A well-worked scheme for maximum profit on the backs of workers, deployed in several countries – we are witnessing this, according to the Honorary Consul of Bulgaria in Germany Werner Jostmeier. He told bTV that a big problem is the fact that the workers themselves do not want or cannot complain about the poor living conditions. It was misery that turned out to be at the bottom of the new outbreak of coronavirus in the middle of Germany.
What is the scheme?
“Bulgarians are not known to us, due to the fact that employers are not exactly slaughterhouses, but Bulgarian intermediary companies, which in most cases have their own pig farms in Bulgaria,” he said.
Jostmeier describes the scheme, in which our compatriots are also involved: a large meat processing company concludes a contract with the Bulgarian intermediary company for the slaughter of, for example, 1000 pigs a day, then concludes a contract with a similar Romanian company, which undertakes to cut these pigs, and a third Polish company undertakes to pack these pre-slaughtered and cut pigs. The Honorary Consul calls this a “well-functioning mechanism.”
Lost in Translation
The main problems in this case are two. First of all, most workers do not understand German, English or even Bulgarian.
“Many of the people who enter into this type of legal relationship have a Bulgarian passport due to purely historical reasons. In general, they speak Turkish and have very poor Bulgarian. This is a problem when they decide whether to complain to the competent authorities such as our consulate or health care institutions, they choose to remain silent, “explains Jostmeyer.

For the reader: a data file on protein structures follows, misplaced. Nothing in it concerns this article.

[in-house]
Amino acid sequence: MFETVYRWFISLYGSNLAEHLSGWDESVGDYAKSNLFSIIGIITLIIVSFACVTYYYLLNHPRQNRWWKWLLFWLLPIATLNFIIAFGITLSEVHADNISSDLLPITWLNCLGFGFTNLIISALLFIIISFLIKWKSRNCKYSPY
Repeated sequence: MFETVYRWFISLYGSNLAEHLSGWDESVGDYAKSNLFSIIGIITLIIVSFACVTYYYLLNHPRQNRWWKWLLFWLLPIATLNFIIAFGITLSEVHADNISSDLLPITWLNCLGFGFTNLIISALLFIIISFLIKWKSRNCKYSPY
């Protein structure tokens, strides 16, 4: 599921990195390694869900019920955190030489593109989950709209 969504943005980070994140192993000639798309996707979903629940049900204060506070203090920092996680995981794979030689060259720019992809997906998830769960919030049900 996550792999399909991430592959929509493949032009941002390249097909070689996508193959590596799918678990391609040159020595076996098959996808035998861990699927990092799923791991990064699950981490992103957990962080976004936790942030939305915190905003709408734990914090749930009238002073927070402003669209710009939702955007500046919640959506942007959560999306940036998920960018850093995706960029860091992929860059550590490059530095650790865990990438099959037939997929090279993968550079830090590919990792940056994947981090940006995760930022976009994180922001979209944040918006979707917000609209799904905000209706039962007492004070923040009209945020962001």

As a result, workers sign contracts they do not understand and which are “unacceptable to the principles of European law”. In recent weeks, the authorities have come across a number of cases in which workers live at the expense of intermediaries and, for example, are forced to pay if they are unable to go to work due to illness.
It is perfectly normal in a pandemic situation for workers to be even more afraid of losing their jobs.
In this situation, the problem is not only rooted in Germany, but is also common in other countries such as the Netherlands, Belgium, England and France, where workers from the Balkans find themselves in difficult working conditions.
What needs to change?
In this type of relationship of cheap labor everyone is interchangeable. That is why a pan-European solution must be sought, says Werner Jostmeier: “The main goal in concretizing this plan is not to repeat the situation with guest workers in the 1960s and 1970s.”
The first steps of North Rhine-Westphalia were towards a trained and well-educated workforce finding its well-paid realization in their homeland – not falling victim to modern-day slavery on German soil.